Similarly, AI algorithms can be integrated into various steps in the management of acute strokes, thus streamlining this critical process. Pre-hospital notifications can be sent to the emergency department, alerting staff to the possibility of an incoming stroke and/or large vessel occlusion from data gathered from the patient's signs and symptoms. Notification of bleeds or automated ASPECTS rating can also be sent to appropriate parties (i.e., neurosurgery and neurocritical care vs. stroke and neurointerventional team).
Another potential role of AI is in data collection. There is a significant burden of collecting quality data for acute stroke patients. AI can work in the background to automatically collect data for quality assessment and through metric analyses, subsequently guide quality improvement measures to help meet guidelines.

Contextually Aware Communication

Managing hospital communications and information can be challenging. At the same time, acute neurology is intense and time-critical. It requires a high level of coordination between physicians, nurses, and technicians who may be located in multiple locations. Two-way pagers and secure messaging have been used to improve communications, but such methods have their own limitations due to changing staff and situations involving concurrent neurological emergencies. A context-aware system will consider staff scheduling, timing, roles, as well as patient location and status. AI algorithms can be designed to have a sense of contextual awareness with which teleservice can help bring clarity and reduce the likelihood of errors.

Challenges and Limitations

For all the benefits that telestroke has to offer, there are still some challenges and limitations that need to be overcome. Interoperability poses the most significant challenge to integration. We need to break the data silos and have a universal and secure information-exchange highway in order to provide cost-effective and efficient care to patients while at the same time preserving the clinician experience and avoiding moral injury.
The need for broadband access and connectivity to fast, reliable internet is another limitation of effective AI integration in a telestroke program. AI must be operated at the edge and not merely in the cloud. Additionally, a wireless internet infrastructure must be optimized in both WiFi (indoors) and 5G (mobile).

Conclusion

Despite existing challenges, coupling the technologies of AI and telestroke has the potential to create a seamless experience for both patients and clinicians. By reducing delays in care during neurological emergencies through augmenting the physician's armamentarium, this technology has the potential to streamline workflow, decrease burnout, and enhance the overall provider experience. AI in telestroke will pay for itself as the increased productivity and greater efficiency translate into better patient outcomes. Most importantly, AI is an evolving technology that will continue to strengthen over time, giving this platform endless potential for improving patient care. We look forward to the day when the neurologist can use AI-integrated telestroke to take better care of patients.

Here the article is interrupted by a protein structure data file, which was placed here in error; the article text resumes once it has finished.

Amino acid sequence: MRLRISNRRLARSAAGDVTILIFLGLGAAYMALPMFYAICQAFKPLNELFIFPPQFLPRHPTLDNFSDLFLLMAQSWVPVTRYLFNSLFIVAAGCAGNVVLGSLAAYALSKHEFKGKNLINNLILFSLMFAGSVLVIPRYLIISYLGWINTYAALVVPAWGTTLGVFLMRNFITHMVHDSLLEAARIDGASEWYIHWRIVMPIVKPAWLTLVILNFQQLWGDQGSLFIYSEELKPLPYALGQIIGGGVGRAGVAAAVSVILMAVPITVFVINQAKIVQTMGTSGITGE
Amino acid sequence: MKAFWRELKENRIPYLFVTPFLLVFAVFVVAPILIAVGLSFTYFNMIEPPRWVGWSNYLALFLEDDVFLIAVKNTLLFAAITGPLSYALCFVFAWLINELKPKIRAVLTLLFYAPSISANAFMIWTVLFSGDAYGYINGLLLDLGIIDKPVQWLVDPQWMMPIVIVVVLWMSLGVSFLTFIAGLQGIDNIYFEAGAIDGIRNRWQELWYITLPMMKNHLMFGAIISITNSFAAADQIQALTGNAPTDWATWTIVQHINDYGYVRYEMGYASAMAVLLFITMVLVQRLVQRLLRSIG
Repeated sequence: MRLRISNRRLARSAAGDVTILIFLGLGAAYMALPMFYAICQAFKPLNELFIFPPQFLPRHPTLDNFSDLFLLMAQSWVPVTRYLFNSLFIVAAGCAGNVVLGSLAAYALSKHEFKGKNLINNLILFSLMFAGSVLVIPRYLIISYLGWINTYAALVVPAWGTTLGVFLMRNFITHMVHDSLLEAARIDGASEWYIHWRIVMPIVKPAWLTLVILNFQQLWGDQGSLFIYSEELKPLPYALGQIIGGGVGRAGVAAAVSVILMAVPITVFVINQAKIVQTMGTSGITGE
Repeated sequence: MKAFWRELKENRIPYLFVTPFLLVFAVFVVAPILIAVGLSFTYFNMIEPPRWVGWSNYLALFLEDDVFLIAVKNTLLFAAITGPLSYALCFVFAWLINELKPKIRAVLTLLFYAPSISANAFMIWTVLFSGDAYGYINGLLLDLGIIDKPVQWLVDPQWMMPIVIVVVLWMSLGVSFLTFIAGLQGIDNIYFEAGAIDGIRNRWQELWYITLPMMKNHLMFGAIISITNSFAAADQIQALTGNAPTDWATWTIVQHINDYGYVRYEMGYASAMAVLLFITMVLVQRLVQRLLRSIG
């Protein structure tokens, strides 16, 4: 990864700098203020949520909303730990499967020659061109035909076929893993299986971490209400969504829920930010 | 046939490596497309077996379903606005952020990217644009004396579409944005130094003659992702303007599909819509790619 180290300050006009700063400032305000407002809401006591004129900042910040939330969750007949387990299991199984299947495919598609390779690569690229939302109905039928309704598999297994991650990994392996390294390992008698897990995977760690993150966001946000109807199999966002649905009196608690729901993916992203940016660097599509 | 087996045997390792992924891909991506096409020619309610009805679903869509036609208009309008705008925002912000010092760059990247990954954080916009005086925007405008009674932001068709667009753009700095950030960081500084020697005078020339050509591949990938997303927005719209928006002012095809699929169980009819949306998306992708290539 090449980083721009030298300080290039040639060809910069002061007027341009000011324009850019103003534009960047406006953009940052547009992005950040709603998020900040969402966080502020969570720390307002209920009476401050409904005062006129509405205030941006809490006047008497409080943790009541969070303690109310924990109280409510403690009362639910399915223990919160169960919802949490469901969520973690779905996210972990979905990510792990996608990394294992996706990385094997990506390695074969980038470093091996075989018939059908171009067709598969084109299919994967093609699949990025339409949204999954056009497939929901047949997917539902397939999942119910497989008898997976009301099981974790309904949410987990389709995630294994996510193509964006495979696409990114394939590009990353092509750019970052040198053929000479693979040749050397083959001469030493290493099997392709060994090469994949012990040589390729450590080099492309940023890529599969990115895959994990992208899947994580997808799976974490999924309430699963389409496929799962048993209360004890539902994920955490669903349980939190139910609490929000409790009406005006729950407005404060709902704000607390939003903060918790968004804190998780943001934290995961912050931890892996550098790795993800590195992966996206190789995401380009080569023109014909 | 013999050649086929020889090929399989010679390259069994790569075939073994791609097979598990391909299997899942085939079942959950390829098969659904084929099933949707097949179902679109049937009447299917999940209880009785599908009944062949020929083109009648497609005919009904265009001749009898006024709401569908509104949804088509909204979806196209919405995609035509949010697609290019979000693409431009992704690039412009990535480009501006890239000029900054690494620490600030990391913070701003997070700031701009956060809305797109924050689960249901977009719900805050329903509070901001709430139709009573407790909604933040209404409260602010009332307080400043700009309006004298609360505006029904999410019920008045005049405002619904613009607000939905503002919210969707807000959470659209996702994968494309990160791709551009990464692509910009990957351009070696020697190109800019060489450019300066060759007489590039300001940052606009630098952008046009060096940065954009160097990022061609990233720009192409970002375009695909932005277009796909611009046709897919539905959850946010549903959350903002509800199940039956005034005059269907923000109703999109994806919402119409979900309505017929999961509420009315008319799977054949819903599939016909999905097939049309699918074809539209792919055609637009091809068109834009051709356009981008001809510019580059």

Author Contributions

FA: initial draft and research. UH: second draft and research. OZ, DB, and JK: outline, concept, and editing. All authors: contributed to the article and approved the submitted version.

Conflict of Interest

JK was employed by the companies AINeuroCare and VeeMed Inc.
The remaining authors declare that the research was conducted in the absence of any commercial or financial relationships that could be construed as a potential conflict of interest.

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Keywords: artificial intelligence, machine learning, telestroke, teleneurology, telehealth, telemedicine
 
Citation: Ali F, Hamid U, Zaidat O, Bhatti D and Kalia JS (2020) Role of Artificial Intelligence in TeleStroke: An Overview. Front. Neurol. 11:559322. doi: 10.3389/fneur.2020.559322
 
Received: 05 May 2020; Accepted: 20 August 2020;Published: 07 October 2020.
 
Edited by:
Atilla Ozcan Ozdemir, Eskişehir Osmangazi University, Turkey
Reviewed by:
 
Adam Kobayashi, Kazimierz Pułaski University of Technology and Humanities in Radom, Poland
Mehmet Akif Topçuoglu, Hacettepe University, Turkey
 
Copyright © 2020 Ali, Hamid, Zaidat, Bhatti and Kalia. This is an open-access article distributed under the terms of the Creative Commons Attribution License (CC BY). The use, distribution or reproduction in other forums is permitted, provided the original author(s) and the copyright owner(s) are credited and that the original publication in this journal is cited, in accordance with accepted academic practice. No use, distribution or reproduction is permitted which does not comply with these terms.